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All in the family

by Jay Allred

Stokes County course has been in the family for more than half a century  

By David Droschak

Keith Robertson has a hard time letting go of a distressed hemlock tree on the 4th hole. You see, it’s personal to him and his family.

Hemlock Golf Club in rural Stokes County was built by his father Orel Robertson after he purchased the property from his father, who secured the 80 or so acres following the Great Depression. Orel was in the construction business and had never played a hole of golf in his life, but was talked into designing the course in the late 1960s by one of his work hands.

“He did very well for what he had to work with and not knowing anything about the game,” Keith Robertson said about his father’s design. “If you would have seen this place before it was built you would have never thought my dad would have gotten a course in here. He took six months just to grade the front side.”

Opened in 1969, Hemlock Golf Club was named after that lone hemlock tree on No. 4, although there are hundreds of hemlocks across from the course that line the hillside and banks along the scenic Dan River, which provides a splendid view off in the distance while teeing off on the downhill 163-yard 4th hole.

“We’ve had some trees come crashing down on that hemlock tree and we’ve had to prune it, but I am saving two branches,” Keith Robertson says with a chuckle. “We’re hanging on to it. They wanted me to cut it down and I just wouldn’t do it.”

Hemlock Golf Club plays at just 5,692 yards from the tips, but with more than 100 feet of elevation change, at least four drivable par-4s that measure less than 300 yards each, and small greens, it’s undoubtedly one of central North Carolina’s most unique golfing experiences.

Brian Alley, the course’s former “cart boy” who is now the director of recreation at Primland Resort in Virginia, recalls the day 2002 North Carolina Amateur champ Derek Brown of Walnut Cove carded the course record of 54, or 16-under-par.

“It was a pretty big deal to have that N.C. amateur trophy at Hemlock for a summer,” Alley recalled. “Derek was getting the ball in the hole that day and he was a guy who just knew how to play the game of golf. We were playing a little match with some older guys and they were getting upset because they are just getting drubbed by him, so they stopped playing after nine holes. But I was playing well so I continued on with Derek. Well, I shot a 64 and got beat by 10 strokes. Can you believe that? That scorecard is still hanging on the wall.”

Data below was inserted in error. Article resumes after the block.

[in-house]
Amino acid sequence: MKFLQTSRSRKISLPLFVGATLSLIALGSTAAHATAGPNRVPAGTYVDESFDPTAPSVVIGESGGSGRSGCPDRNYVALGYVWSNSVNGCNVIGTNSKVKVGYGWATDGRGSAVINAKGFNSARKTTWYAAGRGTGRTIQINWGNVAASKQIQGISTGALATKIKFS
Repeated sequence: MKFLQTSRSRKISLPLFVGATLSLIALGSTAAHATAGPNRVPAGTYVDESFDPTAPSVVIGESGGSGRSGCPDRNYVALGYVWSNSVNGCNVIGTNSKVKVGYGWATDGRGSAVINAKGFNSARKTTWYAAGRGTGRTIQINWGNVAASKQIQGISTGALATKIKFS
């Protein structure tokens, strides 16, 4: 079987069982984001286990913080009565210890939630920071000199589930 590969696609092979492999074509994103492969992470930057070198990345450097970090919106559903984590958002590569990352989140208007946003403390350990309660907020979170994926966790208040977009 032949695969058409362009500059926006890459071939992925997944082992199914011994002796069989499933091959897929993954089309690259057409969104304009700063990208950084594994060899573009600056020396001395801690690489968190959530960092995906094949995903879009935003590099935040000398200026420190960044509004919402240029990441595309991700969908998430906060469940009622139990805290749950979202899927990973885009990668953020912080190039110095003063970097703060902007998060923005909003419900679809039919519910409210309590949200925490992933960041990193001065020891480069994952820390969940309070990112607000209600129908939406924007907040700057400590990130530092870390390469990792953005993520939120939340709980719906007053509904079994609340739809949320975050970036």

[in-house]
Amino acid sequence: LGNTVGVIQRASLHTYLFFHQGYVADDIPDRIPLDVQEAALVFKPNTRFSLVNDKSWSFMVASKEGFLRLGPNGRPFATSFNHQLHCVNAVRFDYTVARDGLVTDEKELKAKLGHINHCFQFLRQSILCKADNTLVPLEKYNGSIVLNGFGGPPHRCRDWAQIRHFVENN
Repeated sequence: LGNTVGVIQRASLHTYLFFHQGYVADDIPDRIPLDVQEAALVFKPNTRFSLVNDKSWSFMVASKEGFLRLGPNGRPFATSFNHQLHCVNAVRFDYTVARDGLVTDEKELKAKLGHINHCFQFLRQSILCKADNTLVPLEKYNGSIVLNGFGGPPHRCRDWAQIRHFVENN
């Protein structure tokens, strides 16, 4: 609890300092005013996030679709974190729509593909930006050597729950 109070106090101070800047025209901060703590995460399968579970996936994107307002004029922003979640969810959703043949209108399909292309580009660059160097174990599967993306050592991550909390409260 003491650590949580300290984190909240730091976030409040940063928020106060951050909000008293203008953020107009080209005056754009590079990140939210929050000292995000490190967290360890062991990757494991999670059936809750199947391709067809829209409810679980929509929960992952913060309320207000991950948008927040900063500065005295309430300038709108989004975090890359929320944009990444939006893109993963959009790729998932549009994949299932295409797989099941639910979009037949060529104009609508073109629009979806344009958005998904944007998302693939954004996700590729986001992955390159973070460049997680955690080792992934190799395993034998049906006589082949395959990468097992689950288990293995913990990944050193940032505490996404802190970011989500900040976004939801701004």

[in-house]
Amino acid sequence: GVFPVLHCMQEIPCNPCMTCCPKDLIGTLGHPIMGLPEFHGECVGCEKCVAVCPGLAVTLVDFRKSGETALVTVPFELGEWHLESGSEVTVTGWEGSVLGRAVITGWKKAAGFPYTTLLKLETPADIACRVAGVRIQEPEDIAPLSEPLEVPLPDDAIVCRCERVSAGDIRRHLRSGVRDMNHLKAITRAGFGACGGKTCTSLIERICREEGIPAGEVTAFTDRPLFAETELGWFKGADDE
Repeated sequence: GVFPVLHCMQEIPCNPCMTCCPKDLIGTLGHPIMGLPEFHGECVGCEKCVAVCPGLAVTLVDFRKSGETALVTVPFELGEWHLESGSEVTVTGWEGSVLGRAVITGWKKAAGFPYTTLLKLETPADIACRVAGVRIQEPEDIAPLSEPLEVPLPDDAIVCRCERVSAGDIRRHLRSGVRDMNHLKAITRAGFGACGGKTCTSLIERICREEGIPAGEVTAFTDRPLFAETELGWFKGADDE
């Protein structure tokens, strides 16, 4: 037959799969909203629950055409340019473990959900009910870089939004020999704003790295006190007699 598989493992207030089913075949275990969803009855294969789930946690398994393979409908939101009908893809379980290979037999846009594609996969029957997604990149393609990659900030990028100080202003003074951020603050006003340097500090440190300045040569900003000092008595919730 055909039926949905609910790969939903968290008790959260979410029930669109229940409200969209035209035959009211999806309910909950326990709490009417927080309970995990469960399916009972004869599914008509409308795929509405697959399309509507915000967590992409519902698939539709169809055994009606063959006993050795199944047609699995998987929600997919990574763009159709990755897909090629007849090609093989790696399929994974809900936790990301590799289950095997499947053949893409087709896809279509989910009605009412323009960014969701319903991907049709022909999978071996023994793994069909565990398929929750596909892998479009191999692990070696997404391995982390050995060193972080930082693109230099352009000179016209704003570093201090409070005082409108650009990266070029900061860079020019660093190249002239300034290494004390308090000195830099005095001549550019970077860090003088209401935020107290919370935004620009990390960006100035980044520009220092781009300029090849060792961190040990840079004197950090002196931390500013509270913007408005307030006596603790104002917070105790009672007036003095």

Orel Robertson passed away a few years ago, but Keith and his wife Cindy have kept the family golf tradition trucking along at a course that you can still get a burger for $3 and a beer for two bucks.

You’ll find Keith and his son and teenage grandson working on the course seven days a weeks, while Cindy manages the facility, along with running the snack bar.

The two say golfers from every state in the union except Alaska and Hawaii have teed it up at Hemlock over the years, as well as players from Canada, China, Japan and Saudi Arabia. And with the COVID-19 outbreak this summer, even more golfers are discovering the benefits of the sport as a recreational vehicle.

“Would you believe we’ve got walkers who have started coming back,” Cindy Robertson said. “They just love the hills, they love the hollows; they love the site, the scenery. One guy even brought his wife with him just to walk.”

The Robertsons say the course is on pace for its most rounds since the 1980s.

Keith Robertson says Hemlock Golf Club has undergone what he calls subtle changes over the years, including a new irrigation system that includes eight miles of pipe, 300 sprinkler heads and 100 valves.

“It’s an old-fashioned system where we have to turn on the valves by hand but we  finally have irrigation – all the fairways, all the tees, all the greens,” he said.

The course was originally built with one set of tees, but there are now multiple sets of tees for seniors, females and juniors. And some of the holes, including Nos. 1 and 9, have been lengthened over the years to add more of a challenge.

One not so subtle addition to the course can be seen on the third hole and a green complex ringed by a series of stacked rocks that sort of mirrors a prehistoric monument in England.

“The third hole was narrow and people were driving the green all the time so we wanted to cut a swale out in front to keep people from driving it as much, and when we started taking the sides down on the fairway we got into some rock,” Keith Robertson said.

“As I was grading with the dozer I didn’t know what to do with these rocks and I got to thinking that I’ll just stack these things,” he added “Kind of reminds you of Stonehenge, doesn’t it?”

Hemlock’s unique and short design, with two par-5s along the Dan River and a total of just three bunkers, is also priced right. You can walk nine holes during the week for just $11 and $14 on the weekends.

Alley recalls how his North Stokes prep golf team had a tremendous “homefield advantage” playing its matches at Hemlock.

“Hemlock is a course where if you know how to chip and putt, and know where you are hitting it you can shoot a 32, or you can shoot 52, too,” Alley said. “It taught us how to play golf starting at the hole and working our way out.

“If you want to hit hero shots you have to pull them off,” added Alley.

Cindy Robertson laughs when recalling her husband telling her if she marries him that she’s also marrying the golf course.

“That’s has certainly been true,” she said.

“It’s all challenging to me,” Keith Robertson added about the golf business. “But I’m the type that I’m not going to let it beat me. I am going to fix it to the best of my ability anytime I do anything.”

That includes trying to save that lone hemlock tree as long as possible.


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